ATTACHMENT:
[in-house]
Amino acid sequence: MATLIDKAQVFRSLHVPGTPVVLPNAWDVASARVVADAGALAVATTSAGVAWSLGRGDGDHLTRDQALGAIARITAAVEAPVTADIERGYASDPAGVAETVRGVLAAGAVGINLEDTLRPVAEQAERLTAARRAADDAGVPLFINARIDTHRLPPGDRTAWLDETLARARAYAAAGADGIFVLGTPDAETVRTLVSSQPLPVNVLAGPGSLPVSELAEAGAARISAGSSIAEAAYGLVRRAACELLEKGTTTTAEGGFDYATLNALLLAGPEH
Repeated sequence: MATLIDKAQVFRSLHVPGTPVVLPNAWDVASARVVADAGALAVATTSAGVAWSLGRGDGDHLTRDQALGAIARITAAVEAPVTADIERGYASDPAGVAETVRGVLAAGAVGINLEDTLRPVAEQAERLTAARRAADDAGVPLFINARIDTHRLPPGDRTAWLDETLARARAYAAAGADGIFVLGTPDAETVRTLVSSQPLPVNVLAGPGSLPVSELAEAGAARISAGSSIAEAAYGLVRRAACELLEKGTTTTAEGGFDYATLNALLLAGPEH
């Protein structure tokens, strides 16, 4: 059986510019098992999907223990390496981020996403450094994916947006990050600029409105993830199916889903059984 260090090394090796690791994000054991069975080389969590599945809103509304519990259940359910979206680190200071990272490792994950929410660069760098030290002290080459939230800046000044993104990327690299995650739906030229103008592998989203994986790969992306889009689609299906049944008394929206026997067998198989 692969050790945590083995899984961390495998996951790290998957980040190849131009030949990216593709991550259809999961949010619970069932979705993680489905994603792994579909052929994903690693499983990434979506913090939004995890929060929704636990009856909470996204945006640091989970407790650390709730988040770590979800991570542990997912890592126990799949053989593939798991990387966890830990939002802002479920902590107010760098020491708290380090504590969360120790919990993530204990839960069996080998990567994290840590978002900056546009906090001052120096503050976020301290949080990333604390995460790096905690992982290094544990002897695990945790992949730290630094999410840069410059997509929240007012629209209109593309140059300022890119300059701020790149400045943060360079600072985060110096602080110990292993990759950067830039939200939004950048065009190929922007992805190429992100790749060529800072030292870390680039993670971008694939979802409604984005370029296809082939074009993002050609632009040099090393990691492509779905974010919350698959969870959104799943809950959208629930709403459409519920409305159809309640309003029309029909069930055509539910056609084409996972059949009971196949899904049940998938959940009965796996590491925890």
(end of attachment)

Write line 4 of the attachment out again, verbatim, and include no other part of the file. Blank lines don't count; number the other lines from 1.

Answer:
């Protein structure tokens, strides 16, 4: 059986510019098992999907223990390496981020996403450094994916947006990050600029409105993830199916889903059984 260090090394090796690791994000054991069975080389969590599945809103509304519990259940359910979206680190200071990272490792994950929410660069760098030290002290080459939230800046000044993104990327690299995650739906030229103008592998989203994986790969992306889009689609299906049944008394929206026997067998198989 692969050790945590083995899984961390495998996951790290998957980040190849131009030949990216593709991550259809999961949010619970069932979705993680489905994603792994579909052929994903690693499983990434979506913090939004995890929060929704636990009856909470996204945006640091989970407790650390709730988040770590979800991570542990997912890592126990799949053989593939798991990387966890830990939002802002479920902590107010760098020491708290380090504590969360120790919990993530204990839960069996080998990567994290840590978002900056546009906090001052120096503050976020301290949080990333604390995460790096905690992982290094544990002897695990945790992949730290630094999410840069410059997509929240007012629209209109593309140059300022890119300059701020790149400045943060360079600072985060110096602080110990292993990759950067830039939200939004950048065009190929922007992805190429992100790749060529800072030292870390680039993670971008694939979802409604984005370029296809082939074009993002050609632009040099090393990691492509779905974010919350698959969870959104799943809950959208629930709403459409519920409305159809309640309003029309029909069930055509539910056609084409996972059949009971196949899904049940998938959940009965796996590491925890």